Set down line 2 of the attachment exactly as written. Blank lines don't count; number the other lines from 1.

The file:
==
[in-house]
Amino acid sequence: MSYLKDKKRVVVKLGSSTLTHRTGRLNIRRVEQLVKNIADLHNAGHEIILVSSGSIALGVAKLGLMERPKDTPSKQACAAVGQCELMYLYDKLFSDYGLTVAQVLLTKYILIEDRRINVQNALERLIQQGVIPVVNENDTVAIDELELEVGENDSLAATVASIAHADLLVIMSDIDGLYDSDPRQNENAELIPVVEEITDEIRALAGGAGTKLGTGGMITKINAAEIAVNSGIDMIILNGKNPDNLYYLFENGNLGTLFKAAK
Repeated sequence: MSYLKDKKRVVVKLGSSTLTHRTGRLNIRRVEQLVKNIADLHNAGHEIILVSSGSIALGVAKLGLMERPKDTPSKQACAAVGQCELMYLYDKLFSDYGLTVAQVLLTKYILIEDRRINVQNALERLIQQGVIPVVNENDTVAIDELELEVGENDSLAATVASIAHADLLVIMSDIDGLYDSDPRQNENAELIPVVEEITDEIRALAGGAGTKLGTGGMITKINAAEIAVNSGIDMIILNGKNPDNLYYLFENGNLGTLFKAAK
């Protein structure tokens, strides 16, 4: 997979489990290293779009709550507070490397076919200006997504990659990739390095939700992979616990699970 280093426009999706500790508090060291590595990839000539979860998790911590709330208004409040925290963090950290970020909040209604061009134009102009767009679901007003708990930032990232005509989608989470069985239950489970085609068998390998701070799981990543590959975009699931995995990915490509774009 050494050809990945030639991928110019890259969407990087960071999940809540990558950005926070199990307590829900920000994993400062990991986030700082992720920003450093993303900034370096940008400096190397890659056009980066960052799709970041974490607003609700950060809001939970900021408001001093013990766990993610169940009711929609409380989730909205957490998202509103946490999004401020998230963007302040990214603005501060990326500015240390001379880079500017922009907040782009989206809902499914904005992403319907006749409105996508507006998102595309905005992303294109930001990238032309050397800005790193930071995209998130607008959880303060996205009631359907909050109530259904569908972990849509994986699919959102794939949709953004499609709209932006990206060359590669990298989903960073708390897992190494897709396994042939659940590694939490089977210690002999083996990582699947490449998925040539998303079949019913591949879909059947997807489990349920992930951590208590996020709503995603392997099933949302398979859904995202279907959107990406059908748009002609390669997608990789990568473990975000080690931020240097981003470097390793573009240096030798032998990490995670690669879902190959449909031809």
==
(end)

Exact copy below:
Amino acid sequence: MSYLKDKKRVVVKLGSSTLTHRTGRLNIRRVEQLVKNIADLHNAGHEIILVSSGSIALGVAKLGLMERPKDTPSKQACAAVGQCELMYLYDKLFSDYGLTVAQVLLTKYILIEDRRINVQNALERLIQQGVIPVVNENDTVAIDELELEVGENDSLAATVASIAHADLLVIMSDIDGLYDSDPRQNENAELIPVVEEITDEIRALAGGAGTKLGTGGMITKINAAEIAVNSGIDMIILNGKNPDNLYYLFENGNLGTLFKAAK